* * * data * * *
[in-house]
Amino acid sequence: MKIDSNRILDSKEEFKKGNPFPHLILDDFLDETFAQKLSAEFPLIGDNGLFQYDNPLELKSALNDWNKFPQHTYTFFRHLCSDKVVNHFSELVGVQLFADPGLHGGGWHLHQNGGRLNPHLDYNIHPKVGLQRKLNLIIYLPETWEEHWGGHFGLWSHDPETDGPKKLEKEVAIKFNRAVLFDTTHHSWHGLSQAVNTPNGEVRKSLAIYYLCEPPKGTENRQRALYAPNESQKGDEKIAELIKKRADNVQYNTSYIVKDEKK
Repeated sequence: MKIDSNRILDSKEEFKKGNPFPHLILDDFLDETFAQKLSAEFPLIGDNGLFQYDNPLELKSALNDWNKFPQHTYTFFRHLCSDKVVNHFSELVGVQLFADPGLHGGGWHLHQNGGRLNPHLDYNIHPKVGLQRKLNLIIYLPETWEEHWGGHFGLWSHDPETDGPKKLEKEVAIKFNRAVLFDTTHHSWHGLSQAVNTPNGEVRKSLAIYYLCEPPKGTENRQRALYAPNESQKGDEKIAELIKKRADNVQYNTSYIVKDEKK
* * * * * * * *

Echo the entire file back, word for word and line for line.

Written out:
[in-house]
Amino acid sequence: MKIDSNRILDSKEEFKKGNPFPHLILDDFLDETFAQKLSAEFPLIGDNGLFQYDNPLELKSALNDWNKFPQHTYTFFRHLCSDKVVNHFSELVGVQLFADPGLHGGGWHLHQNGGRLNPHLDYNIHPKVGLQRKLNLIIYLPETWEEHWGGHFGLWSHDPETDGPKKLEKEVAIKFNRAVLFDTTHHSWHGLSQAVNTPNGEVRKSLAIYYLCEPPKGTENRQRALYAPNESQKGDEKIAELIKKRADNVQYNTSYIVKDEKK
Repeated sequence: MKIDSNRILDSKEEFKKGNPFPHLILDDFLDETFAQKLSAEFPLIGDNGLFQYDNPLELKSALNDWNKFPQHTYTFFRHLCSDKVVNHFSELVGVQLFADPGLHGGGWHLHQNGGRLNPHLDYNIHPKVGLQRKLNLIIYLPETWEEHWGGHFGLWSHDPETDGPKKLEKEVAIKFNRAVLFDTTHHSWHGLSQAVNTPNGEVRKSLAIYYLCEPPKGTENRQRALYAPNESQKGDEKIAELIKKRADNVQYNTSYIVKDEKK